By Jason Louv
photo by Charles Gatewood
The Dream Machine is a device for altering the brainwave frequency of the user and putting it into an alpha state, at which point it begins generating waking, sober hallucinations and internal “movies,” on demand.
The machine is simple: it’s a rotating cylinder with slats in the sides and a light placed inside, that creates a flicker pattern as it spins. The user of the Dream Machine sits in front of it with eyes closed, and allows the precisely-calibrated flicker pattern to play over their face, creating a strobe effect in the darkness behind their eyelids. After a short period of adjustment, the user begins to experience eidetic imagery, in the same way that one does just as passing over the threshold between wakefulness and sleep. (Due to its cylindrical nature and ability to generate internal movies, one might call it the original YouTube.)
This remarkable and overlooked object was invented in the late 1950s by artistic Renaissance man Brion Gysin and the electronics technician Ian Sommerville. Gysin was expelled from the Surrealist Group by André Breton at the age of 19; with the Dream Machine, he surpassed their previous techniques for image generation. (An example of a prior method is Salvador Dalí’s Paranoiac-Critical exercise, in which the artist would fall asleep in an armchair while holding a rock in his hand and, upon his fingers relaxing and the rock crashing to the ground and waking him, would immediately record what he had just seen.) The Dream Machine allowed for a convenient and immediate way to get at eidetic imagery without having to go to sleep or take chemicals.
Gysin had been inspired by both childhood and adult experiences with the effects of flicker, by historical accounts of its use (Nostradamus was alleged to have received his visions by closing his eyes, facing towards the sun and flickering his fingers in front of his eyes) as well as by research into medical reports of its effects. At the infamous Beat Hotel in Paris where he lived with Sommerville and Burroughs (along with Allen Ginsberg, Peter Orlovsky, Gregory Corso, the vicious crime writer Derek Raymond and others) he constructed the first prototype. (The same 78rpm record player version for which DIY instructions are freely available on the net) It quickly became a source of fascination for the Beats.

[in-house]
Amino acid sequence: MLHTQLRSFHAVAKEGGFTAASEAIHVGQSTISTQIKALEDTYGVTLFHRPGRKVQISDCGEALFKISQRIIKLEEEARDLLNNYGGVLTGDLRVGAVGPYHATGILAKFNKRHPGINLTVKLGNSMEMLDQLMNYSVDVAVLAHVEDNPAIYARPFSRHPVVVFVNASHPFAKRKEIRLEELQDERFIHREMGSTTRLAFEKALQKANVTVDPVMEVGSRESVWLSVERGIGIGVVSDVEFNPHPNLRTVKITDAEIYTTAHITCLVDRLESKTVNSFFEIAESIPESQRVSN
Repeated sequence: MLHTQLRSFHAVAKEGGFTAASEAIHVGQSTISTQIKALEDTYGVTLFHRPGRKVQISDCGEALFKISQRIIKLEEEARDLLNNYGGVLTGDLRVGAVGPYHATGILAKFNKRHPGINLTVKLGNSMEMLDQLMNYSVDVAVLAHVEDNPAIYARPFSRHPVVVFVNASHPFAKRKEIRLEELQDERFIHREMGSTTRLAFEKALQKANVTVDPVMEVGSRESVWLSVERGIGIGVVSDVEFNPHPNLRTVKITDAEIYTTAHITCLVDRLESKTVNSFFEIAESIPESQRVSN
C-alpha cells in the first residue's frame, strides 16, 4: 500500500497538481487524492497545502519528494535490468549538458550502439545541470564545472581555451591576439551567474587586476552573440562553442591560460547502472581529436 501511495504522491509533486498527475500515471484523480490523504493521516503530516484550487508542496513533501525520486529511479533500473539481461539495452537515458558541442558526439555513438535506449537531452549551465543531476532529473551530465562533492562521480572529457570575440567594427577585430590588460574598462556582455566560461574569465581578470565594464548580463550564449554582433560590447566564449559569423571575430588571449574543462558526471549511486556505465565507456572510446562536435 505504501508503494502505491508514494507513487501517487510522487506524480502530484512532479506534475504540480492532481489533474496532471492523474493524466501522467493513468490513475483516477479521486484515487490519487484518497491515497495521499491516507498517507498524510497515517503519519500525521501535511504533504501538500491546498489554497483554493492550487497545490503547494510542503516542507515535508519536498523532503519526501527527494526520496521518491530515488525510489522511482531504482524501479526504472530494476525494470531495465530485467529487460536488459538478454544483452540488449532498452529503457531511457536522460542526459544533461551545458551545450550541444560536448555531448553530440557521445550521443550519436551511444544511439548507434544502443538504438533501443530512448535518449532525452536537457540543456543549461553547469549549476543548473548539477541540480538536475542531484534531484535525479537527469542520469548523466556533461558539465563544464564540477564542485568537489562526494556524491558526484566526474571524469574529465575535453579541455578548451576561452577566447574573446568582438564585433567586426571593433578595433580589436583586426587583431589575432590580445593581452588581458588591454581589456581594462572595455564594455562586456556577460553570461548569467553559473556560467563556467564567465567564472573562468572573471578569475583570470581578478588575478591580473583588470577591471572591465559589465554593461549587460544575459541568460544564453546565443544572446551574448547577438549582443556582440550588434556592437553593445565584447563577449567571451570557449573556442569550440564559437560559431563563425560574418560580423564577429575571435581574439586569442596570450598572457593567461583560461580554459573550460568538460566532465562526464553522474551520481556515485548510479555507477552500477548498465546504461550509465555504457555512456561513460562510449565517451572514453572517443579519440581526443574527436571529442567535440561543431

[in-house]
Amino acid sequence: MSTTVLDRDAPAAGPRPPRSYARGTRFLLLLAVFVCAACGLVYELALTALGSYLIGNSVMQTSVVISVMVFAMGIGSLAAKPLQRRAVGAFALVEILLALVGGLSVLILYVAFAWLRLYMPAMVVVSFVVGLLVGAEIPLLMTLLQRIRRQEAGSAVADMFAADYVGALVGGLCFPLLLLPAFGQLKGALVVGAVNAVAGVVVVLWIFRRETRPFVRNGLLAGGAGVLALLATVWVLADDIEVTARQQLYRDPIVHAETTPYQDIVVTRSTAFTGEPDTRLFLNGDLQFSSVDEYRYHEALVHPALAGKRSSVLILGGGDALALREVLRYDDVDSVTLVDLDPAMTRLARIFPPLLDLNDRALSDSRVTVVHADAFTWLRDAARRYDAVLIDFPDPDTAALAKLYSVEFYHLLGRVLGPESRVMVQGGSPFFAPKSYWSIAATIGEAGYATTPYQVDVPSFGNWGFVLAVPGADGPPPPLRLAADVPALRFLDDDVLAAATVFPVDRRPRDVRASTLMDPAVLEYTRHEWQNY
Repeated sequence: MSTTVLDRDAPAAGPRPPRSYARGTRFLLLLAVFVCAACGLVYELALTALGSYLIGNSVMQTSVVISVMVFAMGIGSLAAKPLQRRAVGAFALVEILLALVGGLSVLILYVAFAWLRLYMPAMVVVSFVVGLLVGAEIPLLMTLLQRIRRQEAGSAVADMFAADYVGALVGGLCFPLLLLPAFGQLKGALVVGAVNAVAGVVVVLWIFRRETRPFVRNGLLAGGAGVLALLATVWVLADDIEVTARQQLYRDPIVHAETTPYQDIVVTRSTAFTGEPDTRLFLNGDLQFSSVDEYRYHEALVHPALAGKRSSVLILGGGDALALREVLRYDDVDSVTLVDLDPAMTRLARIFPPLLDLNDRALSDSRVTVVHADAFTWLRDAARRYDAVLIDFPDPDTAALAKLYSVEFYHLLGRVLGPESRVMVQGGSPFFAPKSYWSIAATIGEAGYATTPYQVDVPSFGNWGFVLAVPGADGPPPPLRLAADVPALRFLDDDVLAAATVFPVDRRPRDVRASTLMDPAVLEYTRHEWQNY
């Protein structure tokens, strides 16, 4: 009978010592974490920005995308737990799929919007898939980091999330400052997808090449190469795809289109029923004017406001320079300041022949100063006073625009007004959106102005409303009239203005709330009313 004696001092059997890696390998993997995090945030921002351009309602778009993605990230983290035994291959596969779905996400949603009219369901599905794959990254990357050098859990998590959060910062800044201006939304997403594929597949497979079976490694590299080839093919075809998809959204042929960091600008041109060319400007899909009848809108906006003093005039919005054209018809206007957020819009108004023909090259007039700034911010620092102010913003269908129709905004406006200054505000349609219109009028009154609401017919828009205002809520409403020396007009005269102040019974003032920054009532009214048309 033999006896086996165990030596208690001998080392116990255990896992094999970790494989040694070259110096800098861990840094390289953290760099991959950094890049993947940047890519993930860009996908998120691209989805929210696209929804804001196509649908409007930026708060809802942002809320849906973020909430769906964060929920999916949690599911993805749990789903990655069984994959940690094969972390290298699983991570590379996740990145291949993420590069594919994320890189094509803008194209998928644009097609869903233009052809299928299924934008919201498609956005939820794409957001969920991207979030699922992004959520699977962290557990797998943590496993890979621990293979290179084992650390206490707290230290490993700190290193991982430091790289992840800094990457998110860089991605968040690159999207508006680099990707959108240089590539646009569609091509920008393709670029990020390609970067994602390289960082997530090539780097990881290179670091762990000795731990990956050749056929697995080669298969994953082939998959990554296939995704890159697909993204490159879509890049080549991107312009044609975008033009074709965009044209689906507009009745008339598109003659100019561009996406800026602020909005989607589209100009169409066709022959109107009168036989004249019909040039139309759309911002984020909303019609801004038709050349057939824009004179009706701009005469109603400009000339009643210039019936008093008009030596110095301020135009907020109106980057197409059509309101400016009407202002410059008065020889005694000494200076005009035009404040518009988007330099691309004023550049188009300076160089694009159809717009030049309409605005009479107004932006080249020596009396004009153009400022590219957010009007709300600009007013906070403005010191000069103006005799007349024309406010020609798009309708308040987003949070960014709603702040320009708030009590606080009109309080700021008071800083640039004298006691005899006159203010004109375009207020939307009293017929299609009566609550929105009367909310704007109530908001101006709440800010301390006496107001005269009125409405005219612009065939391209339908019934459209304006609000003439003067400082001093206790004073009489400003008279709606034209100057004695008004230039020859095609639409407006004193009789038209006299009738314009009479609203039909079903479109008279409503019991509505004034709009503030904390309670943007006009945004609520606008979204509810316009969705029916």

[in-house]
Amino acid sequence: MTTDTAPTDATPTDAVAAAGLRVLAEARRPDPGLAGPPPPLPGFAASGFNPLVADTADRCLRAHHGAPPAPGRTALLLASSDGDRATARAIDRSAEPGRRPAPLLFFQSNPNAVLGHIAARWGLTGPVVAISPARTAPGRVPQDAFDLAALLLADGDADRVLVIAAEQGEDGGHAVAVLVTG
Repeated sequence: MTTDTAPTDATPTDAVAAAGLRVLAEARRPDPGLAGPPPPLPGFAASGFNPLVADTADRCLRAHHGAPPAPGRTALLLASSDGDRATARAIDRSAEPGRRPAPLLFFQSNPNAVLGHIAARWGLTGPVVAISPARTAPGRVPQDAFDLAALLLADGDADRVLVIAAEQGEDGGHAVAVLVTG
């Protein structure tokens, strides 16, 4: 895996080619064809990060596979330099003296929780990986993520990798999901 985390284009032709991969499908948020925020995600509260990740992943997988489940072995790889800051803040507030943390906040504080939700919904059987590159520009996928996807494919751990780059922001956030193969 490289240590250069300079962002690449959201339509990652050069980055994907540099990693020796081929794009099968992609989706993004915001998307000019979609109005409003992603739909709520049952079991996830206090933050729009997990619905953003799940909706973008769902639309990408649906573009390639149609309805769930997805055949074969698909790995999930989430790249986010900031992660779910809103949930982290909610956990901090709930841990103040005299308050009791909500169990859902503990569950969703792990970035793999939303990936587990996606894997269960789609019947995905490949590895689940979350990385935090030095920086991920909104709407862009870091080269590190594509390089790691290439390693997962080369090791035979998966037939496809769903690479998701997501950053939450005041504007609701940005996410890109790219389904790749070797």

Burroughs wrote about Dream Machines extensively in his novels, where he depicted them as a weapon for the freedom of consciousness in the eternal war against Control. The author spoke highly of his friends’ invention, saying: “Subjects report dazzling lights of unearthly brilliance and color… Elaborate geometric constructions of incredible intricacy build up from multidimensional mosaic into living fireballs like the mandalas of Eastern mysticism or resolve momentarily into apparently individual images and powerfully dramatic scenes like brightly colored dreams.”
The machine was officially unveiled in 1962, at the Louvre’s Museé des Arts Decoratifs, to a fascinated public and press—but Gysin, unsatisfied with a small art audience, dreamed of mass production. Along with the cut-up method of text composition he had honed with Burroughs, Gysin considered the Dream Machine his magical message to the world.
He turned first to business magnate Helena Rubinstein, who was taken with the device and exhibited it in her shop windows, but then refused to pay for it. Next Gysin tried the Philips Corporation—a representative of the company, while visiting Gysin at the Beat Hotel, slipped on dogshit in the hall; the deal was cancelled. Later, Colombia Records wanted to market the Dream Machine as a lamp. Meeting with Colombia executives in 1965, Gysin (ever the magician) told them that vinyl records would soon be obsolete, replaced with optical discs that were read with a ray of light. He was not well received.
Gysin died in 1986, the cause of the Dream Machine having been taken up by his protégé Genesis P-Orridge and the loose occult and media subversion network the Temple ov Psychick Youth. TOPY both propagandized the Dream Machine and distributed information on how to make your own, using Gysin’s original plans. Creating your own is not hard: All one needs is a large sheet of cardboard, an X-Acto blade to cut the slats out, a light bulb on a cord and a spare turntable. There are also web pages and programs that generate the same flicker effect . You can even get a free Dream Machine iPhone app. (Your mileage may vary.)
Since the 90s, the Dream Machine has become a kind of elitist status symbol, often found in the possession of West Coast media types and young celebrities. Kurt Cobain bought one shortly before his death. David Bowie, Iggy Pop and Paul McCartney all used it. Other aficionados include Marilyn Manson, Floria Sigismondi, Bruce Labruce, Nick Zinner of the Yeah Yeah Yeahs, Beck and DJ Spooky. You get your own fully crafted machine for $500 + $50 shipping . Of course, you can also build your own or download the app; with so many ways to experience it, perhaps now the Dream Machine will finally get the mass attention Gysin always believed it deserved as a simple, drug-free path to altered states of consciousness.
Flicker: A Film by Nik Sheehan (A documentary about the Dream Machine.)